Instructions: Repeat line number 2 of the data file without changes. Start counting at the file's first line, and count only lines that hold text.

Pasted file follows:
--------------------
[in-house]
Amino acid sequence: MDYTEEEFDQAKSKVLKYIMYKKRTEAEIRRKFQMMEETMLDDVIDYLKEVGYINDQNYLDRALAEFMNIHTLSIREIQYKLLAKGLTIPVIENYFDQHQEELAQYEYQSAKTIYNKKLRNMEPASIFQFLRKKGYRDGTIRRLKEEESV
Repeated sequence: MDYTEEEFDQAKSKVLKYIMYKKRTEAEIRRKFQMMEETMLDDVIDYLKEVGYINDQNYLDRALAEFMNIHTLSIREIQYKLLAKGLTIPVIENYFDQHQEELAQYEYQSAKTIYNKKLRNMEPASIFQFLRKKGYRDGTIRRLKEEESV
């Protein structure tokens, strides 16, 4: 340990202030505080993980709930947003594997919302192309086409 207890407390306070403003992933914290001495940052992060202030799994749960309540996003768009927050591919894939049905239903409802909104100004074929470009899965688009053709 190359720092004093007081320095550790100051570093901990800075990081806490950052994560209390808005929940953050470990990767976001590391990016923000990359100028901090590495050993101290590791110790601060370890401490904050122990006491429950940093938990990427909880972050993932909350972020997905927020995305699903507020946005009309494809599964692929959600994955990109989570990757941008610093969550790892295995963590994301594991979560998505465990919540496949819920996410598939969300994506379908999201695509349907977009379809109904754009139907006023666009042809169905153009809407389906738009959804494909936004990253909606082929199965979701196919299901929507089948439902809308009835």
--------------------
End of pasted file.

Amino acid sequence: MDYTEEEFDQAKSKVLKYIMYKKRTEAEIRRKFQMMEETMLDDVIDYLKEVGYINDQNYLDRALAEFMNIHTLSIREIQYKLLAKGLTIPVIENYFDQHQEELAQYEYQSAKTIYNKKLRNMEPASIFQFLRKKGYRDGTIRRLKEEESV